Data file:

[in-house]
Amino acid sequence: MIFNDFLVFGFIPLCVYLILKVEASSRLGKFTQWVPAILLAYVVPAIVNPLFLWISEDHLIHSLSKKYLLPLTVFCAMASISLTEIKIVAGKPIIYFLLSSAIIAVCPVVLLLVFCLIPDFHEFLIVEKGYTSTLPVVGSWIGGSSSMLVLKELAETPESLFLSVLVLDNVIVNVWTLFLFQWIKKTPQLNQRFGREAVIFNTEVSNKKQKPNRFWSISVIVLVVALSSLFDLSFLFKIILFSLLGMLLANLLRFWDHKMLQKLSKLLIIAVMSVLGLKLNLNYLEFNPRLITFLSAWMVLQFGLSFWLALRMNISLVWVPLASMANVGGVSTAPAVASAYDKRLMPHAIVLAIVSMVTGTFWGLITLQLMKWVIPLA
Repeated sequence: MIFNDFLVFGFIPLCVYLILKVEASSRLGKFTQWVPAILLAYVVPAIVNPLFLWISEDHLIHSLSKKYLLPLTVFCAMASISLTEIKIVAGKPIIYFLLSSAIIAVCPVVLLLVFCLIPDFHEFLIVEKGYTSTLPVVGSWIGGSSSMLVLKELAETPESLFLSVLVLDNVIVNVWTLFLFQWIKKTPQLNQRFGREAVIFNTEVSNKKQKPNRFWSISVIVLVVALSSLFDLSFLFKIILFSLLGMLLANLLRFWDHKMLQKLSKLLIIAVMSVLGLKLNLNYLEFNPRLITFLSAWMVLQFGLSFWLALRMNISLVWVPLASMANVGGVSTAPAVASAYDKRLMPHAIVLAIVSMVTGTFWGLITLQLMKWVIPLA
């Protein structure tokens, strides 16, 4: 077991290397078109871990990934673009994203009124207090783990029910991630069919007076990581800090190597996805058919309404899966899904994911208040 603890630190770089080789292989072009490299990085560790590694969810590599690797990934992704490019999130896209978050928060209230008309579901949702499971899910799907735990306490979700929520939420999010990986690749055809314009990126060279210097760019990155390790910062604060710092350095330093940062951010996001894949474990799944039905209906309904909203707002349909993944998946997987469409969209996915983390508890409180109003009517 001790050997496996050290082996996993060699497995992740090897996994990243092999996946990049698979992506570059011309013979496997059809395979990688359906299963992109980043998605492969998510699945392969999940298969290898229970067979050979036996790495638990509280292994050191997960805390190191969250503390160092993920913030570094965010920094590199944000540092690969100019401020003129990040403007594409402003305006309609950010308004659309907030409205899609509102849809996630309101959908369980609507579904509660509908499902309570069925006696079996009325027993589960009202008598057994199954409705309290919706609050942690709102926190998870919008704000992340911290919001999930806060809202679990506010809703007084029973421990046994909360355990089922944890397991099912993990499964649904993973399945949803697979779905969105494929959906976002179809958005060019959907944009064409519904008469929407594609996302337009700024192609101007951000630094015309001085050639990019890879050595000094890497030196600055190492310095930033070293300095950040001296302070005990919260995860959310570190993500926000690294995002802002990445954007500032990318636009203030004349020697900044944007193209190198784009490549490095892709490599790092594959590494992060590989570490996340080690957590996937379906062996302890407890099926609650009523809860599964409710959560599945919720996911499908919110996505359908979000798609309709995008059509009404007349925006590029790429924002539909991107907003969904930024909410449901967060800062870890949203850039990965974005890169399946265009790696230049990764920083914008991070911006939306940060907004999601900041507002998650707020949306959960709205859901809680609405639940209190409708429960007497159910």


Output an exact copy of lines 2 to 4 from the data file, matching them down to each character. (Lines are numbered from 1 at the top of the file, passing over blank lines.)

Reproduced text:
Amino acid sequence: MIFNDFLVFGFIPLCVYLILKVEASSRLGKFTQWVPAILLAYVVPAIVNPLFLWISEDHLIHSLSKKYLLPLTVFCAMASISLTEIKIVAGKPIIYFLLSSAIIAVCPVVLLLVFCLIPDFHEFLIVEKGYTSTLPVVGSWIGGSSSMLVLKELAETPESLFLSVLVLDNVIVNVWTLFLFQWIKKTPQLNQRFGREAVIFNTEVSNKKQKPNRFWSISVIVLVVALSSLFDLSFLFKIILFSLLGMLLANLLRFWDHKMLQKLSKLLIIAVMSVLGLKLNLNYLEFNPRLITFLSAWMVLQFGLSFWLALRMNISLVWVPLASMANVGGVSTAPAVASAYDKRLMPHAIVLAIVSMVTGTFWGLITLQLMKWVIPLA
Repeated sequence: MIFNDFLVFGFIPLCVYLILKVEASSRLGKFTQWVPAILLAYVVPAIVNPLFLWISEDHLIHSLSKKYLLPLTVFCAMASISLTEIKIVAGKPIIYFLLSSAIIAVCPVVLLLVFCLIPDFHEFLIVEKGYTSTLPVVGSWIGGSSSMLVLKELAETPESLFLSVLVLDNVIVNVWTLFLFQWIKKTPQLNQRFGREAVIFNTEVSNKKQKPNRFWSISVIVLVVALSSLFDLSFLFKIILFSLLGMLLANLLRFWDHKMLQKLSKLLIIAVMSVLGLKLNLNYLEFNPRLITFLSAWMVLQFGLSFWLALRMNISLVWVPLASMANVGGVSTAPAVASAYDKRLMPHAIVLAIVSMVTGTFWGLITLQLMKWVIPLA
């Protein structure tokens, strides 16, 4: 077991290397078109871990990934673009994203009124207090783990029910991630069919007076990581800090190597996805058919309404899966899904994911208040 603890630190770089080789292989072009490299990085560790590694969810590599690797990934992704490019999130896209978050928060209230008309579901949702499971899910799907735990306490979700929520939420999010990986690749055809314009990126060279210097760019990155390790910062604060710092350095330093940062951010996001894949474990799944039905209906309904909203707002349909993944998946997987469409969209996915983390508890409180109003009517 001790050997496996050290082996996993060699497995992740090897996994990243092999996946990049698979992506570059011309013979496997059809395979990688359906299963992109980043998605492969998510699945392969999940298969290898229970067979050979036996790495638990509280292994050191997960805390190191969250503390160092993920913030570094965010920094590199944000540092690969100019401020003129990040403007594409402003305006309609950010308004659309907030409205899609509102849809996630309101959908369980609507579904509660509908499902309570069925006696079996009325027993589960009202008598057994199954409705309290919706609050942690709102926190998870919008704000992340911290919001999930806060809202679990506010809703007084029973421990046994909360355990089922944890397991099912993990499964649904993973399945949803697979779905969105494929959906976002179809958005060019959907944009064409519904008469929407594609996302337009700024192609101007951000630094015309001085050639990019890879050595000094890497030196600055190492310095930033070293300095950040001296302070005990919260995860959310570190993500926000690294995002802002990445954007500032990318636009203030004349020697900044944007193209190198784009490549490095892709490599790092594959590494992060590989570490996340080690957590996937379906062996302890407890099926609650009523809860599964409710959560599945919720996911499908919110996505359908979000798609309709995008059509009404007349925006590029790429924002539909991107907003969904930024909410449901967060800062870890949203850039990965974005890169399946265009790696230049990764920083914008991070911006939306940060907004999601900041507002998650707020949306959960709205859901809680609405639940209190409708429960007497159910």